Sonic the Comic, the U.K. series published by Fleetway, used the Westernized origin story as their background, having Dr. Ovi Kintobor accidentally transform into the evil Dr. Robotnik. However, instead of having soda play a part, Kintobor trips over a cable while holding a rotten egg, causing the transformation. While Kintobor's consciousness still existed in digitized form as a computer, the villainous Robotnik soon began his plans for world domination.
While early issues featured Robotnik in his classic game design and his dialogue full of egg puns, issue #8 of the series not only explained the origin in the pages of the comic but began a turn of events that would dictate the tone for the series, with Dr. Robotnik sending Sonic and and some of his closest friends forward in time. While only displaced by six months, it is more than enough time for Robotnik to succeed in taking over Mobius, forcing Sonic to become more than just the foil to his schemes, but the leader of the Freedom Fighters.
As the comic continued, Robotnik's personality began to shift away from a more humorous style and toward that of his Saturday morning counterpart. This was even reflected in his change of clothing, shunning his simple dress for the more menacing style of that Dr. Robotnik. It was issue #21 that Robotnik decided he needed to not only change his clothing, but his entire body, and encased himself in an egg, emerging as the Adventures of Sonic the Hedgehog styled Robotnik. He kept this form for the rest of the series, although he did change his clothes one final time in the Sonic Adventure adaptation, putting on the jacket his game counterpart had adopted.
Though created by the Chaos Emeralds, Robotnik was always on the lookout for the gems, them having been hidden by Sonic shortly after his transformation into the evil dictator. Though always looking to reclaim the six (and to discover the lost seventh gray emerald that would control the rest), each time he became close to possessing them they were pulled out of his reach, eventually all seven becoming guarded by Knuckles the Echidna on the Floating Island. As the series progressed, Dr. Robotnik was met with failure after failure, losing his empire in issue #100 and unable to ever gain it back. While there were times in the comic that he almost achieved godhood, he was always thwarted by Sonic and the Freedom Fighters, which affected him to the point of immense depression. His faithful assistant, Grimer, not wanting to stand by and watch his master wither away, decided to unleash Chaos, a fear-based water creature, in the hopes of defeating Sonic and reclaiming Mobius. While at first it looks as though Robotnik is reinspired by these events, in actuality he cares for nothing anymore, and wants to end it all, even if it means the planet goes down with him.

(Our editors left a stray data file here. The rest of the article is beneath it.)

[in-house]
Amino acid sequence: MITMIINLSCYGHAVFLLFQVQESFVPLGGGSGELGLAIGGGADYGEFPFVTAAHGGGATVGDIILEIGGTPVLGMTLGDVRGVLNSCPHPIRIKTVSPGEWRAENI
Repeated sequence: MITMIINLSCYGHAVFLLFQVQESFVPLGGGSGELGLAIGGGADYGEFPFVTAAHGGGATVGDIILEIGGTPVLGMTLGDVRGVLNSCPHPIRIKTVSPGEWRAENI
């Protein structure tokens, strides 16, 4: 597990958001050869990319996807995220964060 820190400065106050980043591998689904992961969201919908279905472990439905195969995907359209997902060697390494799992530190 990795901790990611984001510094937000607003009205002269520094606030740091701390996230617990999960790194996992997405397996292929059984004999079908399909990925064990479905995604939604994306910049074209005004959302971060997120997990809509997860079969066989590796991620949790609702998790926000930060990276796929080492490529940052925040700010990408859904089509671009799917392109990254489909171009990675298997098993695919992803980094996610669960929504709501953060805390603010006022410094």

One last thing to note is that during the course of the series, the Metal Sonic-based Metallix went back in time to prevent the creation of Robotnik, as in an alternate timeline they still existed because it was Robotnik's assistant Grimer who designed them, Robotnik only adding a self-destruct mechanism. Because of this, Sonic was forced to go back in time and make sure that Kintobor would trip over the wire and cause his transformation, thereby creating his greatest foe.
Sonic the Hedgehog (anime)
Produced under the supervision of Sonic Team, the two part OVA featured a Dr. Eggman who was closer to his game counterpart compared to any that had come before. While he is the ruler of Eggmanland, it is a city that is below where most of the inhabitants of Planet Freedom live, built on the outskirts of what was once New York City. He is both cunning and charismatic, yet still childish, easily falling for the whims of the President's daughter, Sara.
While Sonic doesn't necessarily believe Eggman's story about Eggmanland being overtaken by Black Eggman, he and Miles "Tails" Prower venture into the heart of Eggman's empire, prepared to save the world from whatever may get in their way. It doesn't take long for Sonic's suspicions to be confirmed that Eggman was involved from the beginning, the entire expenditure merely a ploy to allow his latest creation Hyper Metal Sonic to be complete, the robot needing Sonic's life data to become fully operational. While Eggman wishes to rule as his game counterpart, he has no qualms with what he plans to do with Hyper Metal Sonic - destroy that which keeps the Land of the Sky afloat, leaving only the Land of Darkness and Eggman's empire.
Also, throughout the anime, it is revealed that Eggman is not holding the President's daughter hostage to have a bargaining chip to let his plans go into motion, but because he is enamored with her. He fully intends on marrying Sara once Planet Freedom's Land of the Sky shatters, and have a fleet of children with her.
The final of the three DiC Entertainment Sonic productions, Sonic Underground once again returns to the Dr. Robotnik design from the previous show, Sonic the Hedgehog. While his origin is also similar in the sense that Robotnik overthrew the original ruler of the planet, the ruling monarch at the time was Queen Aleena Hedgehog, mother of Sonic and his two siblings, Sonia and Manic the Hedgehog. Although he does overthrow her, she is able to escape, and protect her children from his grasp. Hiding her three children with separate foster parents, Dr. Robotnik takes the opportunity of the missing monarchy to secure his place as the ruler of Mobius. While he does have the capability to roboticize anyone, the mad dictator restrains himself from transforming every living thing on the planet, choosing only to make examples of those who oppose him. Along with his sidekicks, the bounty hunters Sleet and Dingo, Robotnik spends his time making sure he is the undisputed ruler of Mobius, continually seeking out Queen Aleena and her three children, most of all Sonic, to make sure the prophecy of his downfall never comes to pass.